Lesson Plan

A Bear’s Menu

A Grizzly bear sits in sagebrush.

Grizzly bear on Swan Lake Flats, Yellowstone National Park

NPS/Peaco

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Grade Level:
Fourth Grade-Eighth Grade
Subject:
Art, Biology: Animals, Conservation, Environment, Reading, Wildlife Biology, Wildlife Management
Duration:
2 one hour sessions
Group Size:
Up to 36 (6-12 breakout groups)
Setting:
classroom
National/State Standards:
CCSS.Math.Practice.MP5
CCSS.ELA-Literacy.CCRA.R.1
CCSS.ELA-Literacy.CCRA.R.7
CCSS.ELA-Literacy.CCRA.R.8
CCSS.ELA-Literacy.RST.6-8.7
Next Generation Science Standards: MS-LS2-1., MS-LS2-3., MS-LS2-4.
Keywords:
art, bear, biology animals, Conservation, cycle, environment, feeding habits, reading, wildlife biology, wildlife management, Yellowstone

Overview

Working in small groups, students examine the feeding habits of bears and draw pictures to show what bears do in spring, summer, fall, and winter. Students use a small pattern of a grizzly bear and increase its scale to construct a full-size silhouette in order to appreciate the bear’s size.

Objective(s)

The student will:

  • Describe the seasonal cycle of a bear's life by examining its eating habits.

  • Recognize the shape and size of an adult grizzly bear and compare it to his/her own body size.

Background

Yellowstone provides habitat for both black and grizzly bears. Although they are different species and each has unique physical and behavioral characteristics, they share similar diet requirements. Their feeding habits determine the locations bears inhabit during the year as food availability changes with the seasons.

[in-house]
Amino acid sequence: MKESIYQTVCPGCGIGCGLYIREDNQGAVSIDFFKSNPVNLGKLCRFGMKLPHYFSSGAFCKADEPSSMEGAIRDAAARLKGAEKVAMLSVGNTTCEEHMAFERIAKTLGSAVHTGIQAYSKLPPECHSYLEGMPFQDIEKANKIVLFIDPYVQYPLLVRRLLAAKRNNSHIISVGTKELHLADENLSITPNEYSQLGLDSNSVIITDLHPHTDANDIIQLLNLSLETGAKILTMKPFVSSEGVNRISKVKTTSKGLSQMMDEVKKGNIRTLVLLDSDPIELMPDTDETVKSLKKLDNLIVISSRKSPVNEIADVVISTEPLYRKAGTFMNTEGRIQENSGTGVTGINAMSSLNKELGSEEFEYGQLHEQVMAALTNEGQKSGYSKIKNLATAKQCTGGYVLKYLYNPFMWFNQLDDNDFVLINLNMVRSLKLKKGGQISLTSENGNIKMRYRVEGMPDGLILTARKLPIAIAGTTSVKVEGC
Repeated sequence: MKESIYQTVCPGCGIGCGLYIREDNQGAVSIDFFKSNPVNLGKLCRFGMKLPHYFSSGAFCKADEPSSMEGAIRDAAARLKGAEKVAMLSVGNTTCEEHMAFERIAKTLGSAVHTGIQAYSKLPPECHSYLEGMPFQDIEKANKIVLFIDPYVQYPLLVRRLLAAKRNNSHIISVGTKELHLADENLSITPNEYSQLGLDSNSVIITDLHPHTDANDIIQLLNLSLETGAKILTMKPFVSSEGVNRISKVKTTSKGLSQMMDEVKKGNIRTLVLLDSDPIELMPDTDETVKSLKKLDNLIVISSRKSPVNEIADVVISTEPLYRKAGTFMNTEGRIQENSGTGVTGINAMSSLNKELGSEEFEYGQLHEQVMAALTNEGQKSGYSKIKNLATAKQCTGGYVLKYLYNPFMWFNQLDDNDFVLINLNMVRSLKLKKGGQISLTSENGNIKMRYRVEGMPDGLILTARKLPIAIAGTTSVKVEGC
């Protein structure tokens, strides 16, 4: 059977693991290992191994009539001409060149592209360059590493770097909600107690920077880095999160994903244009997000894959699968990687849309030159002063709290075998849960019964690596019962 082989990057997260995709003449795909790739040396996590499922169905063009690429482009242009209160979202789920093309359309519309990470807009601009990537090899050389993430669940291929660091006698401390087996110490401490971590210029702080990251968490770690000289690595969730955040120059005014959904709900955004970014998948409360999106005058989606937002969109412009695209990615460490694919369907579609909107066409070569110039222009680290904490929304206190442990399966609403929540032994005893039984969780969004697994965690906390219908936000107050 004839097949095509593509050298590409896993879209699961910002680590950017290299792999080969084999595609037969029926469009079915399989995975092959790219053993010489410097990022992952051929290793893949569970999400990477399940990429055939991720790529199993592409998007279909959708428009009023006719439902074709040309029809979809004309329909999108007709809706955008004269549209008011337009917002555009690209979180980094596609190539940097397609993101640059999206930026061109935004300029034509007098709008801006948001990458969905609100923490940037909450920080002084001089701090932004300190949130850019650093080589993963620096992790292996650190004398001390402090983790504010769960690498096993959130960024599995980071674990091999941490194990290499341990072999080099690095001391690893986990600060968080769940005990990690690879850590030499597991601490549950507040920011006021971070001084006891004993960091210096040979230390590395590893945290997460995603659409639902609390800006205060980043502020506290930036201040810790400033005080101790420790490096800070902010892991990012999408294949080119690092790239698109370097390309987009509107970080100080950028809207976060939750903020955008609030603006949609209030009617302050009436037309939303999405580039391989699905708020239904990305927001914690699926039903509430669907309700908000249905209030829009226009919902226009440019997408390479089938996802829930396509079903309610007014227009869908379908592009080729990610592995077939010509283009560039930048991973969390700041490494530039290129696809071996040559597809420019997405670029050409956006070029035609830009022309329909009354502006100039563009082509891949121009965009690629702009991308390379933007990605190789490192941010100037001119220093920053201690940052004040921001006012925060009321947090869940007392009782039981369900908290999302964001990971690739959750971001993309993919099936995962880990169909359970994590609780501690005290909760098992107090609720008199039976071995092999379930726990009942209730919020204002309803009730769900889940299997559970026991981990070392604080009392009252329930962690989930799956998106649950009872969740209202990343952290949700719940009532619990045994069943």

Grizzly bears were listed as a “threatened” species in 1975 under the Endangered Species Act. Because of the animal’s great size and need for large unpopulated, tracts of land, Yellowstone has identified specific areas of the park as essential bear habitat, where human use is limited and bears pursue natural behavioral patterns. This management of the land is essential for the protection and recovery of this threatened species. The status of grizzly bears in regards to the Endangered Species Act continues to change as scientists further study the specific requirements of these bears for survival.

Materials

Yellowstone Bears handout, Bear Food Chart handout, Bear Characteristics handout, large circular pieces of paper, markers, crayons, pencils, Grizzly Bear Pattern handout, rulers, drawing paper (total of 8 pieces, each 24" x 36")

Procedure

Park Connections

Students learn about grizzly and black bears both of which live in Yellowstone National Park.

Extensions

Look up the current status of grizzly bears in regards to the Endangered Species Act. Discuss what factors were used to determine the current status of grizzly bears.

Additional Resources

The Bears of Yellowstone Electronic Field Trip: http://www.windowsintowonderland.org/bears/index.htm

Dolson, Sylvia (2009). Bear-ology: Fascinating bear facts, tales, & trivia. Masonville, CO: PixyJack Press, LLC.

Shapira, Amy, Douglas H.Chadwick (2011). Growing Up Grizzly: The true story of Baylee and her cubs. Helena, MT: Falcon Guide.

Wondrak Biel, Alice (2006). Do (Not) Feed the Bars: The fitful history of wildlife and tourists in Yellowstone. Lawrence, KS: University Press of Kansas.

Yellowstone’s Bears: http://www.nps.gov/yell/naturescience/bears.htm

Vocabulary

Cycle
Ungulate
Carcass
Scavenger
Spawn
Trend
Ratio
Scale
Ecosystem
Habitat